PIERRA’s specialist conservation division were deployed to conserve and repair the remaining Tower and Gate House of this once splendid 16th Century Anglo-Saxon estate, which is now one of our nations Scheduled Ancient Monuments.
The tower had been neglected over a number of decades resulting in the roof covering and structure being dilapidated resulting in large amounts of water ingress which lead to the original lime mortar being washed away. A consequence of which was that the brick walls and the Kentish Rag stone masonry between the main tower and staircase were collapsing meaning the roof structure was being undermined and at risk of collapsing.
The specialist division of the company worked closely alongside the project Archaeologist to record all existing masonry moldings, profiles and remnants of architectural interest. This was carried out, firstly, prior to any works were initiated and continued throughout the essential conservation repairs.
The roof structure was temporarily supported whilst the collapsed areas of brick and stonework were re-built so that the new timber beams were supported and structurally stable. Once the tower was water tight further extensive, and highly sensitive, brick and Kentish Rag stone stabilization and replacement was carried out internally including the re-building door openings, walling and the selective infilling of the original joist seating with reclaimed hand made clay tiles and lime mortar.
Externally, the brickwork had endured poor cement based repointing which was detrimental to the large majority of the original soft red brickwork. The hard cement based mortar, which to large areas of the facades was a shallow over-point, was carefully removed by hand revealing the original lime based pointing with only small areas being repointed in the new lime based mortar which was achieved through an extensive sampling process.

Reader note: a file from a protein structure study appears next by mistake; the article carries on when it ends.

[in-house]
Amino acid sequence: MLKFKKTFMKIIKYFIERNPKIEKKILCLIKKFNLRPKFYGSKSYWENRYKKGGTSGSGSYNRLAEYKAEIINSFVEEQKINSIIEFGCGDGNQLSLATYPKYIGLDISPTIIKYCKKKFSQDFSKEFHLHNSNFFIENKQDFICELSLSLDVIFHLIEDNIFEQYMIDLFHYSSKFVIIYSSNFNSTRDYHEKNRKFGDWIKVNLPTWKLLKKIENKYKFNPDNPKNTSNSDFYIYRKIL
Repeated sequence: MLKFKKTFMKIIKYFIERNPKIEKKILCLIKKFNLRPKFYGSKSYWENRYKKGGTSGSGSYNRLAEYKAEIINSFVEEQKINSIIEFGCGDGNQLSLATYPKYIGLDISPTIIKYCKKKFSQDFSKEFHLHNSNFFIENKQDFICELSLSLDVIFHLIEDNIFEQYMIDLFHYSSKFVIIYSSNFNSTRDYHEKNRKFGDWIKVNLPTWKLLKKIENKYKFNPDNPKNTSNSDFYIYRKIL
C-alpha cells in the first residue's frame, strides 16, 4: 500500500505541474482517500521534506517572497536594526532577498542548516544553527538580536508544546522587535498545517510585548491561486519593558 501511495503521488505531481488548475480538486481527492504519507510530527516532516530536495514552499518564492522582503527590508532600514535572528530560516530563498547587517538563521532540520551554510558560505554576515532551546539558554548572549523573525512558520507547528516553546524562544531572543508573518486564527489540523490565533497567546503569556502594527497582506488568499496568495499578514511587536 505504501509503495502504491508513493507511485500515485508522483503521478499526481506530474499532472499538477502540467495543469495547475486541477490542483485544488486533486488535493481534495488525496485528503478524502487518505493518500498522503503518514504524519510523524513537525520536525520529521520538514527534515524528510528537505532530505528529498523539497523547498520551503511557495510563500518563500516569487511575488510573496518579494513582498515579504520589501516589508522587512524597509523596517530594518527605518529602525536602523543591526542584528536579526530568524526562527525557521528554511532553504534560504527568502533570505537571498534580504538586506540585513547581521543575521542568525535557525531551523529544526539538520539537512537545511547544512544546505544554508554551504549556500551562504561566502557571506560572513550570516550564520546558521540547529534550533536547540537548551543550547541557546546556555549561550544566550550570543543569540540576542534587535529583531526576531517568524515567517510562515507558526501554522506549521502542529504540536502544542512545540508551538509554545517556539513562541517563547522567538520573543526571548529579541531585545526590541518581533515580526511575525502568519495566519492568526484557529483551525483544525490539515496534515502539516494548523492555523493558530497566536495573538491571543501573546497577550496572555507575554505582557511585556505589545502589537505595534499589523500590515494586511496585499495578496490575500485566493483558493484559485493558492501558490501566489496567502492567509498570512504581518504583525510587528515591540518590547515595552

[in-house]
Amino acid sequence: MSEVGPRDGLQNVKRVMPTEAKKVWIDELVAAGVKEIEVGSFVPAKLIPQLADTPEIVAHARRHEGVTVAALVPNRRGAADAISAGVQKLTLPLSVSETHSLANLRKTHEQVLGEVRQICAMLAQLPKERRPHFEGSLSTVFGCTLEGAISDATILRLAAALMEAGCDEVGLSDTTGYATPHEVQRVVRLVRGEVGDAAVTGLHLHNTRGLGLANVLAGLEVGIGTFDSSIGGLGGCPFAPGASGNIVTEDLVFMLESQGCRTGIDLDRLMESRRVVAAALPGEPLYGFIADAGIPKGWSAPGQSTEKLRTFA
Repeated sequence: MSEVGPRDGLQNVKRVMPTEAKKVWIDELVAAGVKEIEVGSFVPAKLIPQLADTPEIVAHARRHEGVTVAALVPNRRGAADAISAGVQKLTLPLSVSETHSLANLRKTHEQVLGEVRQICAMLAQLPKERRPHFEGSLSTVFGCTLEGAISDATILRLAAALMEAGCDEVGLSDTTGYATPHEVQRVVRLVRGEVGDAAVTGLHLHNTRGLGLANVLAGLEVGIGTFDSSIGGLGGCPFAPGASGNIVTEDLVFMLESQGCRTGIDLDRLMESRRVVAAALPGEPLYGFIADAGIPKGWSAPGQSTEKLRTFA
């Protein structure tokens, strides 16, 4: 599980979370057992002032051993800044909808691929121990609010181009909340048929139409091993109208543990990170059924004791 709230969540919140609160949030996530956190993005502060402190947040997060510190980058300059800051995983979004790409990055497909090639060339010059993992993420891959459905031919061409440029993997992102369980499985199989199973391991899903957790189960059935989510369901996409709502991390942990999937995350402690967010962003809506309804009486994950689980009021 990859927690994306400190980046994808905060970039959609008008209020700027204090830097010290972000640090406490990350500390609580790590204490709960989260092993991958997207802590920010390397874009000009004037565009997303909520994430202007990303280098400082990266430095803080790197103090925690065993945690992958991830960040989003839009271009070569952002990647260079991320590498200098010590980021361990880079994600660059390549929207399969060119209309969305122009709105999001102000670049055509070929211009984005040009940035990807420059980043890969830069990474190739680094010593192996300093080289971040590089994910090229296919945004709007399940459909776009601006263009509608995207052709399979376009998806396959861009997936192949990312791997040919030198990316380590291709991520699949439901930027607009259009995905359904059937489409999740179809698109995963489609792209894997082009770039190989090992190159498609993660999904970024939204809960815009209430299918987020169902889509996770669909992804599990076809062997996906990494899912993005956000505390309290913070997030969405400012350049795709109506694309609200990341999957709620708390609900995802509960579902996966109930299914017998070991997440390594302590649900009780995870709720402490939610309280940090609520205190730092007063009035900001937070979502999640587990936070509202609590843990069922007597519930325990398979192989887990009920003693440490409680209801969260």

The Kentish Rag stone dressings, both internally and externally, were either heavily repaired with hard cement based mortar or significantly eroded due to many years of weathering. Where feasible, following the removal of the cement based mortar repairs, the dressings were consolidated with a combination of sensitive lime based mortar repairs and shelter-coating. Where dressings were severely deteriorated new Kentish Rag stone units were installed to match the existing and original details using the profiles recorded prior to the start of the works. To ensure an exact match to the existing all of the replacement stone was hand carved on site by PIERRA’s specialist team of highly experienced and qualified banker masons.